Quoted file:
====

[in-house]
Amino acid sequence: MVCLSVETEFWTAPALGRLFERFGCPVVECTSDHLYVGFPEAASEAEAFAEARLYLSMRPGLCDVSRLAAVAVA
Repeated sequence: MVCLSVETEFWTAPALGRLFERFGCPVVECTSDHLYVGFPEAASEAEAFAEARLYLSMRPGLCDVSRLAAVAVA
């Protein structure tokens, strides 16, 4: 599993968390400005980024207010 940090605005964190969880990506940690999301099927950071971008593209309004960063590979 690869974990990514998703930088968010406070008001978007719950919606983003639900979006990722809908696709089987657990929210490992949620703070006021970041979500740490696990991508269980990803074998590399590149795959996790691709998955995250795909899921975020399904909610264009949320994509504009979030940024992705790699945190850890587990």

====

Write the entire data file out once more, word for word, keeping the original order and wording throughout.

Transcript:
[in-house]
Amino acid sequence: MVCLSVETEFWTAPALGRLFERFGCPVVECTSDHLYVGFPEAASEAEAFAEARLYLSMRPGLCDVSRLAAVAVA
Repeated sequence: MVCLSVETEFWTAPALGRLFERFGCPVVECTSDHLYVGFPEAASEAEAFAEARLYLSMRPGLCDVSRLAAVAVA
């Protein structure tokens, strides 16, 4: 599993968390400005980024207010 940090605005964190969880990506940690999301099927950071971008593209309004960063590979 690869974990990514998703930088968010406070008001978007719950919606983003639900979006990722809908696709089987657990929210490992949620703070006021970041979500740490696990991508269980990803074998590399590149795959996790691709998955995250795909899921975020399904909610264009949320994509504009979030940024992705790699945190850890587990």